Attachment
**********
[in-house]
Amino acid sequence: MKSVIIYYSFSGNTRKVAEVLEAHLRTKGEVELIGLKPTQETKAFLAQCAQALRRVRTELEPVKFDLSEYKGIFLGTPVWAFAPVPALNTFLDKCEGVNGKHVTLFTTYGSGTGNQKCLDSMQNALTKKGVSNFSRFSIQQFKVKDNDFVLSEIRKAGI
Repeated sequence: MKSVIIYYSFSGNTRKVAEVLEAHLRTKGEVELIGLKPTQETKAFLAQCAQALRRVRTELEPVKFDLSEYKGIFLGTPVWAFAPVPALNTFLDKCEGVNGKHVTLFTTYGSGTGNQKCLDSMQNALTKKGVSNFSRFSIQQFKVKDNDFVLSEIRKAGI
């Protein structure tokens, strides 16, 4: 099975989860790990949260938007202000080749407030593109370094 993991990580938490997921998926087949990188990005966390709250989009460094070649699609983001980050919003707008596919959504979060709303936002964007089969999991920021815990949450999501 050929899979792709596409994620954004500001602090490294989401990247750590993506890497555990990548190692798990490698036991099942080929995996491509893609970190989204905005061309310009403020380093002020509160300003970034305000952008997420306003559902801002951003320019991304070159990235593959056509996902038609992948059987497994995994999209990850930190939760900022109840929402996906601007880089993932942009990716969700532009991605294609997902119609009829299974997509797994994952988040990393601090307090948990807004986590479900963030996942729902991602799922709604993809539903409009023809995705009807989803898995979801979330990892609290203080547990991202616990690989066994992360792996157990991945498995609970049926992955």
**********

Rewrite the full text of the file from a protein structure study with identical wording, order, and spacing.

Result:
[in-house]
Amino acid sequence: MKSVIIYYSFSGNTRKVAEVLEAHLRTKGEVELIGLKPTQETKAFLAQCAQALRRVRTELEPVKFDLSEYKGIFLGTPVWAFAPVPALNTFLDKCEGVNGKHVTLFTTYGSGTGNQKCLDSMQNALTKKGVSNFSRFSIQQFKVKDNDFVLSEIRKAGI
Repeated sequence: MKSVIIYYSFSGNTRKVAEVLEAHLRTKGEVELIGLKPTQETKAFLAQCAQALRRVRTELEPVKFDLSEYKGIFLGTPVWAFAPVPALNTFLDKCEGVNGKHVTLFTTYGSGTGNQKCLDSMQNALTKKGVSNFSRFSIQQFKVKDNDFVLSEIRKAGI
């Protein structure tokens, strides 16, 4: 099975989860790990949260938007202000080749407030593109370094 993991990580938490997921998926087949990188990005966390709250989009460094070649699609983001980050919003707008596919959504979060709303936002964007089969999991920021815990949450999501 050929899979792709596409994620954004500001602090490294989401990247750590993506890497555990990548190692798990490698036991099942080929995996491509893609970190989204905005061309310009403020380093002020509160300003970034305000952008997420306003559902801002951003320019991304070159990235593959056509996902038609992948059987497994995994999209990850930190939760900022109840929402996906601007880089993932942009990716969700532009991605294609997902119609009829299974997509797994994952988040990393601090307090948990807004986590479900963030996942729902991602799922709604993809539903409009023809995705009807989803898995979801979330990892609290203080547990991202616990690989066994992360792996157990991945498995609970049926992955």